Dr. Suhas Vyavhare and I are conducting a very detailed experiment this year on some aspects of Bt corn. Part of the experiment involves putting 120 emergence cages on the ground under corn after corn earworm larvae (cotton bollworms) have left the corn ears and entered the soil for pupation. This lets us determine the number of moths being produced per square foot or acre under actual field conditions.
After they emerge as moths, these insects will then fly to other crops, and their eggs become the late season bollworm infestations in cotton and headworm infestations in sorghum.
2020 was a fairly light year for corn earworm infestation in corn; only 54% of the ears were infested with larvae at our Olton trial. In most years this would have been nearly 100%.
Here is the math:
This year we had 3,398 moths emerging per acre from irrigated non-Bt corn, or 407,760 moths per 120 acre field.
In a “normal” year when almost every ear had a corn earworm, this would have been 6,292 moths per acre, or 755,040 moths per 120 acres of irrigated corn.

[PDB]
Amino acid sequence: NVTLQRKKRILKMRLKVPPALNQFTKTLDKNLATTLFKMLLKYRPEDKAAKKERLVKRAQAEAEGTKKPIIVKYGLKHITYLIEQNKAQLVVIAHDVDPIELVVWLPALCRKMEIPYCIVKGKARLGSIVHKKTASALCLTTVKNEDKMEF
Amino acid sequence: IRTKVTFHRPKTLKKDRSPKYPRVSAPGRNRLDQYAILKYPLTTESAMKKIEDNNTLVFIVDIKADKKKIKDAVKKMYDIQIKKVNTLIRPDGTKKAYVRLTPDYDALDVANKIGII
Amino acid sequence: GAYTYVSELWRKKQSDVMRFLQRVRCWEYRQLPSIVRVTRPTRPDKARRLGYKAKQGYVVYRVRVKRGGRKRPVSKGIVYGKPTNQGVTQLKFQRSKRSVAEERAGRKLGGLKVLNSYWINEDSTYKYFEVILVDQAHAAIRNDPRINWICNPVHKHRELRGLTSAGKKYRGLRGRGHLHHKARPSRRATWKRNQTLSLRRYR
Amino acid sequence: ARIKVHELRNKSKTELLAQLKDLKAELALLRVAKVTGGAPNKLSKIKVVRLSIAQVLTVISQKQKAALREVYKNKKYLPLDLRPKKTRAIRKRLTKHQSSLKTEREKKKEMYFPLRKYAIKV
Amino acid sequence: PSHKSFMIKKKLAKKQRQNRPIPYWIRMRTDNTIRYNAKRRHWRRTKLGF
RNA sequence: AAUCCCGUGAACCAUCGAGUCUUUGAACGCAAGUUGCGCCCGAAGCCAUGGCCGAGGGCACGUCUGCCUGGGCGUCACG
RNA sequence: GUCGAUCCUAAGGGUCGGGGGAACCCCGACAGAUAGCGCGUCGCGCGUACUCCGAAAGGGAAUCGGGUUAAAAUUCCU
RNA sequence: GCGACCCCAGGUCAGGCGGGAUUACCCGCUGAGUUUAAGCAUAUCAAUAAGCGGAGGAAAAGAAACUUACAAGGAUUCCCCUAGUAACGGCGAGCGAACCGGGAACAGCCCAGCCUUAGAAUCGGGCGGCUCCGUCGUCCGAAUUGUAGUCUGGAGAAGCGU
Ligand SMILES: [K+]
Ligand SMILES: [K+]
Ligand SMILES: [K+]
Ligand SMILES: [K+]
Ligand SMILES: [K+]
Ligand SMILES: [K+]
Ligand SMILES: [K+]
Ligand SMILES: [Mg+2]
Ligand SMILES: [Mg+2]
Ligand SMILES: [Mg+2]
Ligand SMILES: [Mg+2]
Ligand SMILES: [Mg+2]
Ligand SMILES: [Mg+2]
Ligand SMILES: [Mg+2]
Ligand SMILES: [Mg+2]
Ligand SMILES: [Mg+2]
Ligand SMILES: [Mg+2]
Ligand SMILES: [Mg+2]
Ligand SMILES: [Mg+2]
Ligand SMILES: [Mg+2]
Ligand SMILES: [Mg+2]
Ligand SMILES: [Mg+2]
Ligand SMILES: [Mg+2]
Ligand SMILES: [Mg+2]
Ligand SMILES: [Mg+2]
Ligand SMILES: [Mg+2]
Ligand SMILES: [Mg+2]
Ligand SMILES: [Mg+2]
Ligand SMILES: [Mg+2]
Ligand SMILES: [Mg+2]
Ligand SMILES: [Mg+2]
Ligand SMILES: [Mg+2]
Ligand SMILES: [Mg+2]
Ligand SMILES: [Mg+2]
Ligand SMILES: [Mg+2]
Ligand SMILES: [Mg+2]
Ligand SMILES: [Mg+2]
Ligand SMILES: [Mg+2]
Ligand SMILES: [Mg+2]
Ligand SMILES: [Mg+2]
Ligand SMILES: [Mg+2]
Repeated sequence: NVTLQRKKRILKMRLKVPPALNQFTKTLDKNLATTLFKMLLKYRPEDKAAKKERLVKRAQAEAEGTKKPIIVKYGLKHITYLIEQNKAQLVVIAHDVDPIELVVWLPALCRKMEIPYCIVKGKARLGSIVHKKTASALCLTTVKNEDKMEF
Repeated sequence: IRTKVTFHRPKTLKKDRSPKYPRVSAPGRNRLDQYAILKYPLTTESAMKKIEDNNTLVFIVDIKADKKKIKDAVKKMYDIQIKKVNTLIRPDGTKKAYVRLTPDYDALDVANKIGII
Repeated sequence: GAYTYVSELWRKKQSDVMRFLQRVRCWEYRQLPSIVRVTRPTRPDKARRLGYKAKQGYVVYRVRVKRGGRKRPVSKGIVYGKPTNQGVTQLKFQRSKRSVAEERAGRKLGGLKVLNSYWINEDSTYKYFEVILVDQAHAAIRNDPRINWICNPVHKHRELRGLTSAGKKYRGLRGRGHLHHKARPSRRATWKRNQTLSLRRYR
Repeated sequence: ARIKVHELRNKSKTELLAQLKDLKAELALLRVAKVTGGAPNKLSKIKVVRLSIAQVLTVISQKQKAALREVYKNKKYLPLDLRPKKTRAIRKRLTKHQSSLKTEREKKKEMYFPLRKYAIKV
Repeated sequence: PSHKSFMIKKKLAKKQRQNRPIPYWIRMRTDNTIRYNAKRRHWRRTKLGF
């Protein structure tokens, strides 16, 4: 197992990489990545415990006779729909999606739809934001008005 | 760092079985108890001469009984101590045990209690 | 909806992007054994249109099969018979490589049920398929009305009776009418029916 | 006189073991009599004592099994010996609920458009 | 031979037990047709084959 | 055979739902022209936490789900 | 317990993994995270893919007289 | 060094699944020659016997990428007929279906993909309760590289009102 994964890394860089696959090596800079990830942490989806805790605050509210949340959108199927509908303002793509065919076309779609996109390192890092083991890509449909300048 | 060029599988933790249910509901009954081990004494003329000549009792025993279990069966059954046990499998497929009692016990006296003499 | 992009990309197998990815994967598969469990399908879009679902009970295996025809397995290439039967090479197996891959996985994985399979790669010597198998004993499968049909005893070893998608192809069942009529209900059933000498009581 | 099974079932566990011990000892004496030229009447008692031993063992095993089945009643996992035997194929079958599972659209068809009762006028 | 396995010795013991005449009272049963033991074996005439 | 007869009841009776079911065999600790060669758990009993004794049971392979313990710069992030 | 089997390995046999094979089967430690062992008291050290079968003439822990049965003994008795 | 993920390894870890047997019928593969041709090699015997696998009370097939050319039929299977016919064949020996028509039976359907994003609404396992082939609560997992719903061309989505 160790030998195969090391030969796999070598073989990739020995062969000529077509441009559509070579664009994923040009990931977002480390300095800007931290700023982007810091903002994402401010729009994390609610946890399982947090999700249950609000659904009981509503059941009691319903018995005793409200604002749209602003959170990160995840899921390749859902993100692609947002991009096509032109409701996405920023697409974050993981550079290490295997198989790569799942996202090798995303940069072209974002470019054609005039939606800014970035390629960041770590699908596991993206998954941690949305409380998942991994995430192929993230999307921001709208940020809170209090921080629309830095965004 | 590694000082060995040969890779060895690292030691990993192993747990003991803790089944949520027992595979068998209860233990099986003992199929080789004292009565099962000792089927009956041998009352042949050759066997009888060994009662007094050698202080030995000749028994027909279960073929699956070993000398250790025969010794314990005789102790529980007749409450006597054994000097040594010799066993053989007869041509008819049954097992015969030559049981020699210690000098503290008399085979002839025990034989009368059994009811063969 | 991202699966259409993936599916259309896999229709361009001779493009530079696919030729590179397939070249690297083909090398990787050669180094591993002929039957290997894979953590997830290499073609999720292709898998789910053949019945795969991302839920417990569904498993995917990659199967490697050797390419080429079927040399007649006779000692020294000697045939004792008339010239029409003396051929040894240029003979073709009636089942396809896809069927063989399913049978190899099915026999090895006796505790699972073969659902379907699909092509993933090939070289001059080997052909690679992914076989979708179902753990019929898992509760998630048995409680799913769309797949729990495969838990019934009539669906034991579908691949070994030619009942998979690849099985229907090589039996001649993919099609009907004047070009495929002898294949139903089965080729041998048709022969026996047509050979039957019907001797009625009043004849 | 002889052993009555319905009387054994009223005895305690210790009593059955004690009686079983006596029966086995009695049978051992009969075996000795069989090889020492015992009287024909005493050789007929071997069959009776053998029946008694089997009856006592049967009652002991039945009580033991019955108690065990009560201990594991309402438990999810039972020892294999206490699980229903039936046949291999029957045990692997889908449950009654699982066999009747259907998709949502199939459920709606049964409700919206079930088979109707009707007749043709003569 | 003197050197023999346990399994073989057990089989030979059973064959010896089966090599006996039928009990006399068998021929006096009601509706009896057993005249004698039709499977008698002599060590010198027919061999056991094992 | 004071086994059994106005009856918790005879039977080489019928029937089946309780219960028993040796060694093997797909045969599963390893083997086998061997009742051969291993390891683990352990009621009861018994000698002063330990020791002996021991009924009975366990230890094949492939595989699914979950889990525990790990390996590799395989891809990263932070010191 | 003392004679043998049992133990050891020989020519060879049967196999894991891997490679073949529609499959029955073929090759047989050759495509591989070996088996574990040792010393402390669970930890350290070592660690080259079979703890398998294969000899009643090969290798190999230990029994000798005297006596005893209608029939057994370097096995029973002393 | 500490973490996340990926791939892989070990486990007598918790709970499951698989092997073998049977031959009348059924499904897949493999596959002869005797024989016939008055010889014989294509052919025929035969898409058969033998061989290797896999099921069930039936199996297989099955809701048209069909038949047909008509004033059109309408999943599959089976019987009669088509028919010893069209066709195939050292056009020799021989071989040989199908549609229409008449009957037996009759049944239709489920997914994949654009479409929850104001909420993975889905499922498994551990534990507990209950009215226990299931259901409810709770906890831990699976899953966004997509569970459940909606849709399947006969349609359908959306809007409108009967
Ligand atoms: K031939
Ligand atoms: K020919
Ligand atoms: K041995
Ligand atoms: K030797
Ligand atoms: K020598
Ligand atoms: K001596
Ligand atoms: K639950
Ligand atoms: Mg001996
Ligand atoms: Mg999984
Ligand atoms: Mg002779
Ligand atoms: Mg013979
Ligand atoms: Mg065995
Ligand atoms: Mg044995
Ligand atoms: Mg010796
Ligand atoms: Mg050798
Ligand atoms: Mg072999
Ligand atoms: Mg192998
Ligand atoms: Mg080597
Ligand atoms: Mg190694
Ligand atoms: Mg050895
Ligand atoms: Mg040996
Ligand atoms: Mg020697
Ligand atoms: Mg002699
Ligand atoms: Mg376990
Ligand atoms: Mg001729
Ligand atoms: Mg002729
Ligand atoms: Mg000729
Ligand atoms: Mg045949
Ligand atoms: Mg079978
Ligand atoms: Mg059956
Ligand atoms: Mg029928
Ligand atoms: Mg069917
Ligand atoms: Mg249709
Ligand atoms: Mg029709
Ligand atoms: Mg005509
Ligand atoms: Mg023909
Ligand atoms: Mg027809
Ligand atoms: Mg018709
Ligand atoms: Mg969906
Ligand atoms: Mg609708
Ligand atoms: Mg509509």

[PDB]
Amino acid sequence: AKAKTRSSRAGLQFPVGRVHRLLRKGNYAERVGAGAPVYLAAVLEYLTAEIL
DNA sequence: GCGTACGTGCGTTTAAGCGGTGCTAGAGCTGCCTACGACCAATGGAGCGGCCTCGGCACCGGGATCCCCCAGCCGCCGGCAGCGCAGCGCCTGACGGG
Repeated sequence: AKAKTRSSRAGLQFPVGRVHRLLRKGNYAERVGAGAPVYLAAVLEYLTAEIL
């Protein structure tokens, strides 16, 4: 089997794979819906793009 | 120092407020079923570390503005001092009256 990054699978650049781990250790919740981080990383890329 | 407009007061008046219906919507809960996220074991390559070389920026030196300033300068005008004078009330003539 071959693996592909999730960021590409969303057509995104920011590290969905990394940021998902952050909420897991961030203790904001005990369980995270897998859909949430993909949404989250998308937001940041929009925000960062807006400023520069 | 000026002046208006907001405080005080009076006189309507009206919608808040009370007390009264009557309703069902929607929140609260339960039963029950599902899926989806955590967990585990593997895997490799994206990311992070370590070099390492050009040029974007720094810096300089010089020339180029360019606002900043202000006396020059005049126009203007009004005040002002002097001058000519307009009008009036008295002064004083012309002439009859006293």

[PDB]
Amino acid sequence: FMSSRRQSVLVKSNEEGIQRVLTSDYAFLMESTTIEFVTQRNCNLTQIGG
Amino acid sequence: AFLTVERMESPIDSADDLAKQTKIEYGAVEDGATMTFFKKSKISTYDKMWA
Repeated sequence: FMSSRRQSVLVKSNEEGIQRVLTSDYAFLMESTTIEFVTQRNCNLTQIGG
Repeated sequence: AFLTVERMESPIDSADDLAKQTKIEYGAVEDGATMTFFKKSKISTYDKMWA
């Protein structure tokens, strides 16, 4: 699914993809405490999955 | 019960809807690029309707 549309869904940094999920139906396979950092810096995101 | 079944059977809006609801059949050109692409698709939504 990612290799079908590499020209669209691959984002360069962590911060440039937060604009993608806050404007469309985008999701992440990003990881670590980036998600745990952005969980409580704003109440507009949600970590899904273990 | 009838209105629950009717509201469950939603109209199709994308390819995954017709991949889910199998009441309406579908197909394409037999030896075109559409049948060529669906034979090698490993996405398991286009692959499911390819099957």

My work with the older Bts like Cry1Ab, Cry2Ab2, Cry1F and Cry 1A.105 suggest these Bts are no longer killing as many earworms as they once did, so one could expect them to produce a significant number of moths. Vip3a corn is highly effective at killing corn earworm, so it will not contribute significantly to a moth flight (until we get resistance).
This is the first chance we have had to estimate the number of cotton bollworm moths coming off of corn on the High Plains, and the numbers are impressive, at least in their contribution to localized bollworm populations in nearby cotton. The lower number of bollworms this year in cotton seem to be directly linked to the lower number of bollworm moths that laid eggs in corn.